Robert Guerrero: You know, being smart in the ring, fighting an intelligent fight. A lot of these guys just come in, they either lose their head or they’re mad at him and all game plans go out the window and also, being able to make the adjustments in the ring. Having the experiences that I’ve had throughout my boxing career and the different weight classes with guys who are fast, guys who are slick, guys who put pressure, guys who are boxer punchers, just having all the experience and putting it all together and being able to recognize to make those adjustments in the ring.
Q: So, Robert, any last comments before we let you go?
Robert Guerrero: I’m just ready to go. Can’t wait until fight night. That’s it. Thank you, God bless, and bye.
BY JOE HARRISON
Photos by Leslie Banaszek
CICERO, IL — Following a two-year layoff, “King” David Estrada (26-6, 16 KOs) returned to the ring and defeated Rahman Mustafa Yusubov (9-11, 7 KOs) by a six-round unanimous decision at Cicero Stadium located just outside of Chicago. The bout was the main event of International Rumble 3 presented by Sammy Merza Promotions.
Estrada started off with a good jab and landed some straight right hands, but the ring rust was apparent as he continuously missed with a looping left hook and showed fatigue very quickly. Read the rest of this entry “
BY DAN HANLEY
Talking with Curtis Cokes brought me to another time and place. To an era that was as indifferent to a Prima Donna culture as it was feral in its taste for blood. Such was the sport in the day of Curtis Cokes and of those who gave value for money in this brutal, leather-slinging trade we call the fight game.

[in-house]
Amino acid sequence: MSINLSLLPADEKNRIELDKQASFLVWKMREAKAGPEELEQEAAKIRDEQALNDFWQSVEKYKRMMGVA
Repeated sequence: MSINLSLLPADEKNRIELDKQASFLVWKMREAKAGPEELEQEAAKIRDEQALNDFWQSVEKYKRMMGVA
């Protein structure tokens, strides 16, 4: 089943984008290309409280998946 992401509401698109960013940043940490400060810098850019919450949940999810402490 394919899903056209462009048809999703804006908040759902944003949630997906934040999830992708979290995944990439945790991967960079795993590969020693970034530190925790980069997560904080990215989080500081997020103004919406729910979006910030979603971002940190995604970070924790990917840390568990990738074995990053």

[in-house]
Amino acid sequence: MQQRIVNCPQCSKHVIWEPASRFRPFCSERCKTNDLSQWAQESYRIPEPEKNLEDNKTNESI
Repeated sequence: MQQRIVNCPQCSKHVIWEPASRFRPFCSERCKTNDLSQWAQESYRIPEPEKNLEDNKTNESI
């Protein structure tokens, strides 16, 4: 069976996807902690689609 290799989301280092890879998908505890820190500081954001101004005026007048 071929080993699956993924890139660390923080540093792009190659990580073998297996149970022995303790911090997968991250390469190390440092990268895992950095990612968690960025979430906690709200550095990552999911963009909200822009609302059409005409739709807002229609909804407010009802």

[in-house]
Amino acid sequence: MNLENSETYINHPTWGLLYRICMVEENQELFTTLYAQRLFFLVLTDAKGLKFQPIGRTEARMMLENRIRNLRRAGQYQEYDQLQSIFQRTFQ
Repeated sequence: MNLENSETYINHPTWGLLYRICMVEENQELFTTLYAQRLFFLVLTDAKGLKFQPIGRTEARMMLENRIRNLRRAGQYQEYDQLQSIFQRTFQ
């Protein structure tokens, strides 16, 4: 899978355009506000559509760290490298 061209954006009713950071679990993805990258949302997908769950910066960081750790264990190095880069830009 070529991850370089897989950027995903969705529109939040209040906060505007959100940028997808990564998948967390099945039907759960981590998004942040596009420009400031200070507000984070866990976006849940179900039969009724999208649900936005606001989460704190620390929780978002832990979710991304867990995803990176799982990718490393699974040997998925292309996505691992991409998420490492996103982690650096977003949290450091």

DH: Curtis, where are you from?
CC: Originally from Corsicana, Texas, but when I was about 4 years old we moved to Dallas.
DH: What was life like growing up in the Lone Star State?
CC: It was rough. See, this was the ’40s and ’50s. There were eight of us kids in the family and we had to deal with segregation. I resented it but you had to learn to accept it.
DH: How did you get started in the sport?
CC: Well, I was always interested in the sport from listening to Joe Louis and Ray Robinson on the radio, but not as a participant. I was really into baseball and basketball. I played against Goose Tatum of the Harlem Globetrotters and had a tryout as a shortstop with the Brooklyn Dodgers. But in both cases I was told the same thing, that I was too small. This is what’s great about boxing, they classify you according to weight class. Even a small man has an opportunity in boxing. Read the rest of this entry “
By Christopher Shelton
With Easter having passed just days ago, it’s interesting to note that arguably one of boxing’s greatest stars arrived on scene shortly after Jesus of Nazareth departed this earth.
The first literary boxing historian was the blind poet, Homer, from modern Anatolia, Turkey. Homer recorded, circa 850 BCE, an Anatolia bout from the year, circa 1250 BCE. According to Philostratus, the first boxing rules were written by Anatolians. The first Olympics boxing champion was from the modern Anatolia, Turkey named Onomastos. The region is important because it raised the profile of the village, Smyrna, to fame amongst competitive villages. He remains perhaps the greatest boxing champion to this day, 2013.
Onomastos’ popularity and respect was so universal that following his first Olympics victory, 688 BCE, he was allowed to write the first official boxing rules. He remains the only 4-time Olympics boxing champion in 2700 years. As such, he was the most idolized Olympics boxing champion for sixteen years, 688 – 673 BCE. Read the rest of this entry “